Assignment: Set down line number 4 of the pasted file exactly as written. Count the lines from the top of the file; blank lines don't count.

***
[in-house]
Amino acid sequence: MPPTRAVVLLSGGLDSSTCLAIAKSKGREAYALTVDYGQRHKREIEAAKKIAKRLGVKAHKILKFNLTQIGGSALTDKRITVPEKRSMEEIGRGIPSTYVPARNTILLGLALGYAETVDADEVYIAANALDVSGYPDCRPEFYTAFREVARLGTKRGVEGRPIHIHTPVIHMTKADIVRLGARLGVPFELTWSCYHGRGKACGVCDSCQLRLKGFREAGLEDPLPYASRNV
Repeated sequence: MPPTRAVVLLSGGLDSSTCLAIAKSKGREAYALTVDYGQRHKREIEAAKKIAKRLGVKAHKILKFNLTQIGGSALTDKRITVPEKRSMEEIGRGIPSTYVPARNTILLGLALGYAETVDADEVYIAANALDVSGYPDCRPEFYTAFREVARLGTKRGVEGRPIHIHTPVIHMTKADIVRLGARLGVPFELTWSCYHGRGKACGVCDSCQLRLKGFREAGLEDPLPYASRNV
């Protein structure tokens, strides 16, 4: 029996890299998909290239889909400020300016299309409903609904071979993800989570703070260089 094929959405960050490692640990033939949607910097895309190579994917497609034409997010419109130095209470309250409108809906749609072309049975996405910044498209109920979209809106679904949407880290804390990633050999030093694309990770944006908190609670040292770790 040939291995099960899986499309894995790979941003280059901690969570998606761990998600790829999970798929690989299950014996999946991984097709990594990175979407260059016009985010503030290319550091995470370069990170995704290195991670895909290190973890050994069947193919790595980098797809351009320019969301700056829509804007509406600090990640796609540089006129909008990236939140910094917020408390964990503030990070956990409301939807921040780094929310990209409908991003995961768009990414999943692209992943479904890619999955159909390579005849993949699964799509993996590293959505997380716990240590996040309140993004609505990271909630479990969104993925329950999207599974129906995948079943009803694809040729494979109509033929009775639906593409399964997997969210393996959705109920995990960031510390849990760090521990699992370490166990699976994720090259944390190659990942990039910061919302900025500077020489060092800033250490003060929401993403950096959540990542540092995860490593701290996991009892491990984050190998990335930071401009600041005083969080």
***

């Protein structure tokens, strides 16, 4: 029996890299998909290239889909400020300016299309409903609904071979993800989570703070260089 094929959405960050490692640990033939949607910097895309190579994917497609034409997010419109130095209470309250409108809906749609072309049975996405910044498209109920979209809106679904949407880290804390990633050999030093694309990770944006908190609670040292770790 040939291995099960899986499309894995790979941003280059901690969570998606761990998600790829999970798929690989299950014996999946991984097709990594990175979407260059016009985010503030290319550091995470370069990170995704290195991670895909290190973890050994069947193919790595980098797809351009320019969301700056829509804007509406600090990640796609540089006129909008990236939140910094917020408390964990503030990070956990409301939807921040780094929310990209409908991003995961768009990414999943692209992943479904890619999955159909390579005849993949699964799509993996590293959505997380716990240590996040309140993004609505990271909630479990969104993925329950999207599974129906995948079943009803694809040729494979109509033929009775639906593409399964997997969210393996959705109920995990960031510390849990760090521990699992370490166990699976994720090259944390190659990942990039910061919302900025500077020489060092800033250490003060929401993403950096959540990542540092995860490593701290996991009892491990984050190998990335930071401009600041005083969080």